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a gale was negligent in failing to equip the tug with a radio; Hand held that custom was not decisive, and that there was a duty to supply radio sets based on evolving technology usage.). When should we rely on custom? 1. When its hard for a jury to figure out the risks 2. Where the custom is clear and ascertainable 3. Epstein argues that we should defer to customs more in consensual relationship situations and less in stranger cases a. Its less likely that a stranger would consent to a certain amount of risk. b. The jury has no place in determining the relationship between knowledgeable business partners. Some courts say that a companys internal rules (e.g. employees must mop the floor 3 times a day) are evidence in support of D because it shows their cost-benefit analysis; others dont. Medical Customs. 1. In medical malpractice cases, we let the profession set the standard instead of letting jury. Why? a. Doctors are better disposed to put their best efforts into providing the best patient care due to the incentive structure of the profession. b. We cant trust juries as much in these cases. i. Over-deterrence of medical practices because juries are more likely to hold doctors liable. ii. The problem of hindsight and other cognitive biases. 2. Deferral to medical profession standards is not really a deferral to custom. Why not? a. 99.9% of the time, the medical professions judgment about what ought to be done coincides with what it does. b. It doesnt really involve judgment about what is common practice. 3. Battle of the experts: the problem of incorporating custom is that juries must decide on which expert they like best. 4. Local vs. national standards: a. Traditionally, judges asked juries to defer to the local standard of care. b. Today, courts have largely rejected this approach and held that we should talk about the relevant standard of care regardless of locality. See, e.g., Brune v. Belinkoff (Mass. 1968) (where D tried to rely on local custom for the dosage of spinal anesthetic, but the judge held the nationals standard was more appropriate). c. Rationale. Patients are entitled to the same level of care everywhere. Also, education and training follow national standards. d. Problem. This expands the pool of expert witnesses, exacerbating the battle of the experts. 5. Different school problem. The legal system responds the problem posed by honest division of opinion over the proper course of treatment by holding that a practitioner of neither school is negligent for his failure to follow techniques and precepts of the other. Informed Consent, or duty to disclose. Acceptance of customary standards has not been uniformly applied in this corner of medical malpractice law. Medical professionals must disclose not only the procedure, but also relevant costs and benefits of alternative treatments, or no treatment at all . 1. Rationale. Autonomy: patient assumes responsibility for key decisions affecting her welfare. a. Slippery slope arguments; the paternalism of I think its better for you can lead to results that are indeed worse b. The doctor doesnt know what matters to you (e.g. concert pianist) 2. Counterargument: The autonomy fallacy. a. Lottery example: how do we justify raising our income by preying upon our poorest citizens? By saying that no one has to play. b. We take advantage of peoples inability to evaluate risks well. c. At the same time, we ban other activities because they destroy peoples autonomy, thus taking away choices to promote choice. 3. P needs to show that if he had known the risks, he would have made a different decision. Canterbury v. Spence. a. Rationale. There must be a link between the bad conduct and the harm. You wouldnt have any basis for damages, and there would be nothing accomplished by suing. 4. The scope of disclosure should not be full disclosure (because its not practical), but what the patient needs to know to make a good decision. Id.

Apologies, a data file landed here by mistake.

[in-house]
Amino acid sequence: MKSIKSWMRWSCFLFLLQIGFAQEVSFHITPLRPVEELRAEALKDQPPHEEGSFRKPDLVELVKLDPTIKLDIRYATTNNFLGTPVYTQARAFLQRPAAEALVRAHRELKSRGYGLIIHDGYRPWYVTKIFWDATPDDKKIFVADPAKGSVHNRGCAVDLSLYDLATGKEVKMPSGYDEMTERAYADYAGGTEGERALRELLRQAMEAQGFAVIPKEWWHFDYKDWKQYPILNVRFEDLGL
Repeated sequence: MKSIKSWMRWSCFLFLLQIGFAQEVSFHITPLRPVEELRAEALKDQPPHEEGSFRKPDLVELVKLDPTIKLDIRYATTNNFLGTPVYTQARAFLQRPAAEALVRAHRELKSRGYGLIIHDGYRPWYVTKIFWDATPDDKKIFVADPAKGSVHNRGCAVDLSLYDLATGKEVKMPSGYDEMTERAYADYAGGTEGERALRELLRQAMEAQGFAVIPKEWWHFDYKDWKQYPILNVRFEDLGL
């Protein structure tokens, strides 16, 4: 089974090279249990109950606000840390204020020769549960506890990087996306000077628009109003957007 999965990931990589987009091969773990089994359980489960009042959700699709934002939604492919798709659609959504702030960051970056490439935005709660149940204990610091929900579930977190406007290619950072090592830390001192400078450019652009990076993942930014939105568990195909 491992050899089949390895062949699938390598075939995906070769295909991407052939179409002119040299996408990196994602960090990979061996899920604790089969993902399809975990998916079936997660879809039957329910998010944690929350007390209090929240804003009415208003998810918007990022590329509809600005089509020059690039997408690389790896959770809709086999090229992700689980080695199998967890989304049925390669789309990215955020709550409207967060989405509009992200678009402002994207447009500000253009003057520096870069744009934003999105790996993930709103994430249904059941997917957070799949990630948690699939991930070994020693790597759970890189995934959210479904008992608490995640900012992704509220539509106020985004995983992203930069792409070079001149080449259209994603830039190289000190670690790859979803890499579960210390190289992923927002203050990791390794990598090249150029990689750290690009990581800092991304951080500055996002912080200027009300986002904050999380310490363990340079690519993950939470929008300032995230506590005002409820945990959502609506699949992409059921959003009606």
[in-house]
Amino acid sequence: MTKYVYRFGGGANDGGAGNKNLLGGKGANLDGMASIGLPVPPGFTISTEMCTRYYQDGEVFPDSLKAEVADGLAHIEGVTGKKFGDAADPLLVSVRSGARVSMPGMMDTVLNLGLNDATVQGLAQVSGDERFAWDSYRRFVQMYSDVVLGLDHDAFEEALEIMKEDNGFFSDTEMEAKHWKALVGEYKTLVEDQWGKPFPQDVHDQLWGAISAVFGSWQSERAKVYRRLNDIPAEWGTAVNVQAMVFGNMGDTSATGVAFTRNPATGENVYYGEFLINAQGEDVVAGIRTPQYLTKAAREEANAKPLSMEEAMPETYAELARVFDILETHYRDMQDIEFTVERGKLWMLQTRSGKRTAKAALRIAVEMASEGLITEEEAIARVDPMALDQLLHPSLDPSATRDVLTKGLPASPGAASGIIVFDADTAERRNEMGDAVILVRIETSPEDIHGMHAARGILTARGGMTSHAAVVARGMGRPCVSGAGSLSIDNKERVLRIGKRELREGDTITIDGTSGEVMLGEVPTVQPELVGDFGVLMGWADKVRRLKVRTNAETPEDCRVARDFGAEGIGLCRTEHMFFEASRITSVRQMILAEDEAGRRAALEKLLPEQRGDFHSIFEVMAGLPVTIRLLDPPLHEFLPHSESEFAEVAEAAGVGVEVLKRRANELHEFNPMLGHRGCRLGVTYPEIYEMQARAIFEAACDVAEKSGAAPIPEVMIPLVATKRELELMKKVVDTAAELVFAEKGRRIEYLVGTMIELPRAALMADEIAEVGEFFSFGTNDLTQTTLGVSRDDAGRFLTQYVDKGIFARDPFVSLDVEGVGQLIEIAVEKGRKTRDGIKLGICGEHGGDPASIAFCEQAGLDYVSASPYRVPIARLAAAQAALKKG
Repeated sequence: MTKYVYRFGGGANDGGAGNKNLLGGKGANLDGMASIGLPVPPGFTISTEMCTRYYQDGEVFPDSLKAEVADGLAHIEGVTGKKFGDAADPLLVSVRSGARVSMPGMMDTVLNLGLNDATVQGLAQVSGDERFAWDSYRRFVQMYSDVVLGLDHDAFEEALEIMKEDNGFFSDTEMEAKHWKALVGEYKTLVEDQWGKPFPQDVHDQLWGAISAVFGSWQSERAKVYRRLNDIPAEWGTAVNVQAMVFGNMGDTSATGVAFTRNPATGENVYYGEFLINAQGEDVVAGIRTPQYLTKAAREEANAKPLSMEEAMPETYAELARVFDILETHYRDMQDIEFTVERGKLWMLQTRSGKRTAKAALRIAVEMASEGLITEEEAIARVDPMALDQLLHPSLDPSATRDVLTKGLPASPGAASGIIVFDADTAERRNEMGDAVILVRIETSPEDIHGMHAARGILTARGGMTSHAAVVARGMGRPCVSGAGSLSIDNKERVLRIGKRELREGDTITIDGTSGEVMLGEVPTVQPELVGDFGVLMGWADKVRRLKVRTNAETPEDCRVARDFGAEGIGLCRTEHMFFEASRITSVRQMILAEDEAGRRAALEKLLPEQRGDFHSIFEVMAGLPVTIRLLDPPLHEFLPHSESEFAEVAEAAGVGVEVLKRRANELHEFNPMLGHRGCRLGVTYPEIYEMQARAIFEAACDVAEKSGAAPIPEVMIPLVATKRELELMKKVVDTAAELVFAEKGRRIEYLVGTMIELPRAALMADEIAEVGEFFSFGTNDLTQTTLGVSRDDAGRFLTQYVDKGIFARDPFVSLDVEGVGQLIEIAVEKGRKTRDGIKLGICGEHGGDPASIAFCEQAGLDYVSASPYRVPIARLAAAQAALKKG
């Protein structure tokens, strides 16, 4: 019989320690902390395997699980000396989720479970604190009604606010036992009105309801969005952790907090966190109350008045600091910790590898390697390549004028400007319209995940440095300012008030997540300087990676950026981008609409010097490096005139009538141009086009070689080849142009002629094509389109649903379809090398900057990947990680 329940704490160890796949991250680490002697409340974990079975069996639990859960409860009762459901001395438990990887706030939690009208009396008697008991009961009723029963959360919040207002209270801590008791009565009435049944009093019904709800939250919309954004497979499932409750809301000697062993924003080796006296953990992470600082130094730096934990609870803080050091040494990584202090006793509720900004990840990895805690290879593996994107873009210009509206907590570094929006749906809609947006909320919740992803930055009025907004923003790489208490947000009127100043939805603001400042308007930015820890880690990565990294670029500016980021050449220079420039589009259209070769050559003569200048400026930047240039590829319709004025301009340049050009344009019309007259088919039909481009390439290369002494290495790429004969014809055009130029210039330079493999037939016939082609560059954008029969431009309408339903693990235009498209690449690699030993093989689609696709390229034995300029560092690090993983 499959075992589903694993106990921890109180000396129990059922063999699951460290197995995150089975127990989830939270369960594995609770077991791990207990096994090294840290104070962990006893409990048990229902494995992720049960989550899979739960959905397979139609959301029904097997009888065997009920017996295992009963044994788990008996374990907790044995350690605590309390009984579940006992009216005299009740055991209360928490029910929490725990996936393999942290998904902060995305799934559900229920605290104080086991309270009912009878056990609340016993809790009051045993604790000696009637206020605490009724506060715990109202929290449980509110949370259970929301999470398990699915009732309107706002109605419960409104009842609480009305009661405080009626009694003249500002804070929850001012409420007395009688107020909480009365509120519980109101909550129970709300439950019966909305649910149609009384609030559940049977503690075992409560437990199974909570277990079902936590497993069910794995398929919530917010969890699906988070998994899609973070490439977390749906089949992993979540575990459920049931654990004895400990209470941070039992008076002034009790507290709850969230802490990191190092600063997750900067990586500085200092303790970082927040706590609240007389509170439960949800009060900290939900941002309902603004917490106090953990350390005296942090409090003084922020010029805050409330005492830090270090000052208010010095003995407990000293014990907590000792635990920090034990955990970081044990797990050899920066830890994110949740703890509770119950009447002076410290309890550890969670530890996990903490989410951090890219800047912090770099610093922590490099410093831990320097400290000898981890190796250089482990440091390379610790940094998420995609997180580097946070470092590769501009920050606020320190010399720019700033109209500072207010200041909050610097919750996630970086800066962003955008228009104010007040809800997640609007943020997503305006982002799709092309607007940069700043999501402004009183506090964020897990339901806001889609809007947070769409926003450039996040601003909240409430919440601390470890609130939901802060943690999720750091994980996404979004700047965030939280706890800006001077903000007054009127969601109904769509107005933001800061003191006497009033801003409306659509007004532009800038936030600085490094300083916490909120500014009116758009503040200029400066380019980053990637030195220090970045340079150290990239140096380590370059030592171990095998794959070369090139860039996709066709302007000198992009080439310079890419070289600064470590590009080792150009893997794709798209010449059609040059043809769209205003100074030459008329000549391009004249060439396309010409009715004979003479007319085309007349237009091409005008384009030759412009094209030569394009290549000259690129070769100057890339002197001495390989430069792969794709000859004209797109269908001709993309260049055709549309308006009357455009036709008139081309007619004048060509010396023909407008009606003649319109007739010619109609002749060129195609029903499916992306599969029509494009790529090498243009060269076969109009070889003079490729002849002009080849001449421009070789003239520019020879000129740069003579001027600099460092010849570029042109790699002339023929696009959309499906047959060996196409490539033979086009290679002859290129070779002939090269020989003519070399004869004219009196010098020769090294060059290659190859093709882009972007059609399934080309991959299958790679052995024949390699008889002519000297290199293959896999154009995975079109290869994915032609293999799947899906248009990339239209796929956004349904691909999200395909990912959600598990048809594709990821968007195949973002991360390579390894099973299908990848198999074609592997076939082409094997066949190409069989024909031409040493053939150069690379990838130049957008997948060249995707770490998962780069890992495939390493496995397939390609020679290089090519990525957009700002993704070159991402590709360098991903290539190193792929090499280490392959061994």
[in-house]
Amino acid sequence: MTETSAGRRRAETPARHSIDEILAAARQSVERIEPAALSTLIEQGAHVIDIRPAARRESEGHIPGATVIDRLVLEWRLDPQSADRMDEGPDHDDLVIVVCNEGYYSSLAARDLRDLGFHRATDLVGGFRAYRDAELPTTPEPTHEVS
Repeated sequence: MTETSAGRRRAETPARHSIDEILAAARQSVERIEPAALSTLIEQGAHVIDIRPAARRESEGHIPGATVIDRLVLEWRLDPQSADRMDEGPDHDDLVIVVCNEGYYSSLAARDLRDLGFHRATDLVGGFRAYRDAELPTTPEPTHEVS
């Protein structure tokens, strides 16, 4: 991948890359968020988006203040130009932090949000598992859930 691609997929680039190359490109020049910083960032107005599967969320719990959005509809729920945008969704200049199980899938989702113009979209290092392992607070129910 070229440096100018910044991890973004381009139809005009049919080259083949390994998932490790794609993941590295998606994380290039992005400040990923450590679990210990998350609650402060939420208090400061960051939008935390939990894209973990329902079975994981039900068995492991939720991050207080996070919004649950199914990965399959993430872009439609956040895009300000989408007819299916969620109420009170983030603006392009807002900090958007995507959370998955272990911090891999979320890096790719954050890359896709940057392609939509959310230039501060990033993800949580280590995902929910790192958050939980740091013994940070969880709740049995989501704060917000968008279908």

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Exceptions: a. When the patient is unconscious or incapable of making a decision Id. b. When risk-disclosure poses such emotional distress that the patient cant make a good decision (narrowly construed). Id. b. Statutes and Regulations i. In most states, violation of a statute or regulation negligence per se. ii. RTT: An actor is negligent if, without excuse, the actor violates a statute that is designed to protect the type of accident the actors conduct causes, and if the accident victim is within the class of persons the statute is designed to protect. iii. Rationale. 1. This respects the hierarchical nature of law by assuming that statutes, so long as they meet constitutional standards, always trump CL rules. Thayer. 2. Cardozo says, Jurors have no dispensing power by which they may relax the duty th at one traveler on the highway owes under a statute to another. Martin v. Herzog. 3. Reduces administrative costs. iv. D may not introduce evidence that the legislature was misguided. v. Considerations: 1. Was the injury the type of harm that the statute attempts to prevent? 2. Does the statute explicitly trump or not trump CL? 3. Does it say who may sue whom for what breach of duty? a. If not, judges must fill in the gaps through statutory construction. 4. Role of but-for causation: P can establish the link between the statutory violation and the harm only by showing an increased risk or hazard from Ds conduct. Brown v Shyne (where D gave chiropractic treatment to P without a license). Proof of Negligence a. Res Ipsa Loquitor. The thing speaks for itself. Tort law invokes this when P seeks to establish Ds negligence by circumstantial evidence because P otherwise cant (probably because he doesnt exactly know what happened). i. Rationale. Prevents the D from saying you havent proven it in situations where P cannot prove it. ii. Three requirements must be met in order for RIL to apply (Clark thinks this test is confusing): 1. the accident must be of a kind which ordinarily doesnt occur absent negligence 2. it must be caused by an agency or instrumentality within the exclusive control of D 3. it must not be due to any voluntary action or contribution on the part of P Colmenares Vivas v. Sun Alliance Ins. Co. (where Ps suffered injury on an escalator when the handrail stopped moving). iii. What courts are really trying to get at with the test is, are the circumstances sufficient to show negligence? Is Ds negligence the most likely explanation? iv. Sometimes P seeks to persuade a jury on the strength of the doctrine itself. Byrne v. Boadle (where P was passing along Ds house when a barrel of flower being lowered from a window injured him; P introduced no evidence of negligence, and court introduced a new principle of proof into CL). v. Other times, P combines the doctrine with lay and expert testimony. vi. In these cases, D can show either: 1. It was not Ds conduct (or conduct of Ds servants) that caused the injury. 2. D was not negligent. vii. Public authorities and non-delegable duties. If the public entrusts an authority to provide a safe public accommodation, the authority cannot delegate this duty to someone else. Colmenares (where the escalator was located in a Port Authority accommodation).